Three O’Clock — Now that things are all settled on the home front, you’re past due to take some time out for yourself. Again taking my knowledge of such things from beer advertisements, you load up your over-powered ATV and hit the hills for some casual mammal murder. A few fully automatic assault rifles make for a fine base arsenal, but the true outdoorsman adds a bit of spice to the activity via explosive-tipped arrows and large bore artillery. Also in the pack is…

Driftwood Cuvée D’hiver — I shall make a desert and call it tasty. I’ve seen more than one tweet out there describing this as “Sunshine in a Glass” and I cannot disagree. This is a lighter, fruitier version of Driftwood’s already excellent Farmhand, and it’s ability to make you forget about mid-afternoon heat during light activity/maiming is second to none. This pairs fantastically with pretty much anything, but I’m particularly fond of having it with fresh meat, and grapes feed to you by slaves.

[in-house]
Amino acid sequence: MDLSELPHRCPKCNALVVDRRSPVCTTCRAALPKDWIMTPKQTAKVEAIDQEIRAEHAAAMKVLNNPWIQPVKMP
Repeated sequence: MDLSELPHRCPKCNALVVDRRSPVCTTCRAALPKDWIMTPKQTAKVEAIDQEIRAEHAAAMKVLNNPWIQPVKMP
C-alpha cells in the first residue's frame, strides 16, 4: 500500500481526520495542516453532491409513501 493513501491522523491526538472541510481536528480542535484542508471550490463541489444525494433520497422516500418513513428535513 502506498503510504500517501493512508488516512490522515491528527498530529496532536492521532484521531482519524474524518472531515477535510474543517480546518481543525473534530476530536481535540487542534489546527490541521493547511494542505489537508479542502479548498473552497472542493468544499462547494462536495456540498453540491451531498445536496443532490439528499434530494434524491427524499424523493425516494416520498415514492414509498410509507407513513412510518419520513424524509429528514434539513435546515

Five O’Clock — You’ve returned triumphantly home and it’s now time to invite all your neighbouring land-owning barons over for a backyard bar-be-que and perhaps light entertainment in the form of hunting would-be poachers for sport. BBQs create an all-out assault on the senses, and you need a robust beverage to sip out of the jewel-enstudded skull of your former arch-rival. That beer is…

Cascade Kriek — Fermented three times (once with cherries), and aged in barrels longer than it takes to grow an illegal clone of yourself to maturity, this sour ale is probably the most complex beer on today’s list. Suitable for slowly savouring on a deck while the day’s heat dissolves and you survey your domains, the exclusivity of this beer is only enhanced by the fact it’s not sold in Canada… yet. To acquire it one must make the epic pilgrimage to Portland (or, you know, send a minion).